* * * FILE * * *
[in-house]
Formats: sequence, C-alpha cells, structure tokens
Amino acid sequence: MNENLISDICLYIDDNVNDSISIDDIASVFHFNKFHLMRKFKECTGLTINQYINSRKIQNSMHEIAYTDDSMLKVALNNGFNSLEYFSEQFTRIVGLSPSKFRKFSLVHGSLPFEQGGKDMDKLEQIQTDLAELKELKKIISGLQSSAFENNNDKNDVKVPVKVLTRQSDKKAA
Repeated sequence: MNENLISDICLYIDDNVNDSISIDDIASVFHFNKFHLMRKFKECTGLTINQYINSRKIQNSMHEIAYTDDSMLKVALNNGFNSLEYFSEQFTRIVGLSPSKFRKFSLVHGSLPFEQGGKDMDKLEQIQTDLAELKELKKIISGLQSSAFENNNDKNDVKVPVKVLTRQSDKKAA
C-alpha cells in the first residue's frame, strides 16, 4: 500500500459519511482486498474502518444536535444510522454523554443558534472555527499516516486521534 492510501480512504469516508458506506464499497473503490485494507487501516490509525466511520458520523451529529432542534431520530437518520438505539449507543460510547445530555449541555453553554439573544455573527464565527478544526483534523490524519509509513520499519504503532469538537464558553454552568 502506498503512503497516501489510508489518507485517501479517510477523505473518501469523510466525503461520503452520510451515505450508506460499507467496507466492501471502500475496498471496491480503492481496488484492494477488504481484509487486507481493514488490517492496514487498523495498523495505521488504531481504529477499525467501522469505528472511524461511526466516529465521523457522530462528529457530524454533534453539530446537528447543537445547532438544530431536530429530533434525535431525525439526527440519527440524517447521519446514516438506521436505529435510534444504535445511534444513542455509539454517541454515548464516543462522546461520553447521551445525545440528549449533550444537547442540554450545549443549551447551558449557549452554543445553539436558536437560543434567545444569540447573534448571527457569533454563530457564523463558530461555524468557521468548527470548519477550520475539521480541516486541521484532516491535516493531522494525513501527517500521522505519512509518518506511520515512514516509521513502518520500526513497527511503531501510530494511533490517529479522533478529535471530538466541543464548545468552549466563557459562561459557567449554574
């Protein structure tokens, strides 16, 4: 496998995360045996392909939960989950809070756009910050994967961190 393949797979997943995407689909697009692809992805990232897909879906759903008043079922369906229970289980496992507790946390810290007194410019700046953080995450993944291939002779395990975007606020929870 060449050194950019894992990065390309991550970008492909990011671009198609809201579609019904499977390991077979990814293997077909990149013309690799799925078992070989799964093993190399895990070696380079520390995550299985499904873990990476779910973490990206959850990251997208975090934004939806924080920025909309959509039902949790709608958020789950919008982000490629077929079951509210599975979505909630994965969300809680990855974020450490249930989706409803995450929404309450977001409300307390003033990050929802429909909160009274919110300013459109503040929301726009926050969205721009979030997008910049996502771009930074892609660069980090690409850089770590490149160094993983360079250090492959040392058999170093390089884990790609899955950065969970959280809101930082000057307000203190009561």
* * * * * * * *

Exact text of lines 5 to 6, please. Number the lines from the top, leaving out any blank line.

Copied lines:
C-alpha cells in the first residue's frame, strides 16, 4: 500500500459519511482486498474502518444536535444510522454523554443558534472555527499516516486521534 492510501480512504469516508458506506464499497473503490485494507487501516490509525466511520458520523451529529432542534431520530437518520438505539449507543460510547445530555449541555453553554439573544455573527464565527478544526483534523490524519509509513520499519504503532469538537464558553454552568 502506498503512503497516501489510508489518507485517501479517510477523505473518501469523510466525503461520503452520510451515505450508506460499507467496507466492501471502500475496498471496491480503492481496488484492494477488504481484509487486507481493514488490517492496514487498523495498523495505521488504531481504529477499525467501522469505528472511524461511526466516529465521523457522530462528529457530524454533534453539530446537528447543537445547532438544530431536530429530533434525535431525525439526527440519527440524517447521519446514516438506521436505529435510534444504535445511534444513542455509539454517541454515548464516543462522546461520553447521551445525545440528549449533550444537547442540554450545549443549551447551558449557549452554543445553539436558536437560543434567545444569540447573534448571527457569533454563530457564523463558530461555524468557521468548527470548519477550520475539521480541516486541521484532516491535516493531522494525513501527517500521522505519512509518518506511520515512514516509521513502518520500526513497527511503531501510530494511533490517529479522533478529535471530538466541543464548545468552549466563557459562561459557567449554574
């Protein structure tokens, strides 16, 4: 496998995360045996392909939960989950809070756009910050994967961190 393949797979997943995407689909697009692809992805990232897909879906759903008043079922369906229970289980496992507790946390810290007194410019700046953080995450993944291939002779395990975007606020929870 060449050194950019894992990065390309991550970008492909990011671009198609809201579609019904499977390991077979990814293997077909990149013309690799799925078992070989799964093993190399895990070696380079520390995550299985499904873990990476779910973490990206959850990251997208975090934004939806924080920025909309959509039902949790709608958020789950919008982000490629077929079951509210599975979505909630994965969300809680990855974020450490249930989706409803995450929404309450977001409300307390003033990050929802429909909160009274919110300013459109503040929301726009926050969205721009979030997008910049996502771009930074892609660069980090690409850089770590490149160094993983360079250090492959040392058999170093390089884990790609899955950065969970959280809101930082000057307000203190009561």